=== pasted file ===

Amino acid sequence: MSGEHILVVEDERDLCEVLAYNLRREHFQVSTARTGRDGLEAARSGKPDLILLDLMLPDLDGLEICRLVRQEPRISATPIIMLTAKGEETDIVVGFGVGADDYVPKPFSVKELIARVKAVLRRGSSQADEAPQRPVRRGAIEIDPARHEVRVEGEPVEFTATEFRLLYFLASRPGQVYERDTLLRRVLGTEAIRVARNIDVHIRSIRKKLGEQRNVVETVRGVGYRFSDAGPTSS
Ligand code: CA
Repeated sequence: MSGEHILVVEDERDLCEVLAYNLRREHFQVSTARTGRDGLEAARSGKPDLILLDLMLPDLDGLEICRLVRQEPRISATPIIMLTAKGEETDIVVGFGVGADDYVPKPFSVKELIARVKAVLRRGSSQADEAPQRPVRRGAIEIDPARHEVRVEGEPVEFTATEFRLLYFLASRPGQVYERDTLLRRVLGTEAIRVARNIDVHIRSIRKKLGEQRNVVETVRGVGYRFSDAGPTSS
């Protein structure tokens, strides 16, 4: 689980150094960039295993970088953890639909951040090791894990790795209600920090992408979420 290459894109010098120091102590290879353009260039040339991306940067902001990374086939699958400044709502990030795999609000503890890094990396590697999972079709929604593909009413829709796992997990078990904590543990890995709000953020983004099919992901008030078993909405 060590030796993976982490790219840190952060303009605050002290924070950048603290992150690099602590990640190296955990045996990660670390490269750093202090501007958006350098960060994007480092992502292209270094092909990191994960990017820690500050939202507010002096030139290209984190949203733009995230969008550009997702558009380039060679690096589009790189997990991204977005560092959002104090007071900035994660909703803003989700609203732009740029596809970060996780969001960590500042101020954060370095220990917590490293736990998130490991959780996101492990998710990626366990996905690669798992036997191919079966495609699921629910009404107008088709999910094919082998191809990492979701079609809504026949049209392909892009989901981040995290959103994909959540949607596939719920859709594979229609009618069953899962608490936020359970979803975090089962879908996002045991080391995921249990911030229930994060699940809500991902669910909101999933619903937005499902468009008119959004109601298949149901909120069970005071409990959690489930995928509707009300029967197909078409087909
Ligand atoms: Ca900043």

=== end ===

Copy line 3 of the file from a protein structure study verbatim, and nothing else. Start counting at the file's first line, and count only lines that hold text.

Repeated sequence: MSGEHILVVEDERDLCEVLAYNLRREHFQVSTARTGRDGLEAARSGKPDLILLDLMLPDLDGLEICRLVRQEPRISATPIIMLTAKGEETDIVVGFGVGADDYVPKPFSVKELIARVKAVLRRGSSQADEAPQRPVRRGAIEIDPARHEVRVEGEPVEFTATEFRLLYFLASRPGQVYERDTLLRRVLGTEAIRVARNIDVHIRSIRKKLGEQRNVVETVRGVGYRFSDAGPTSS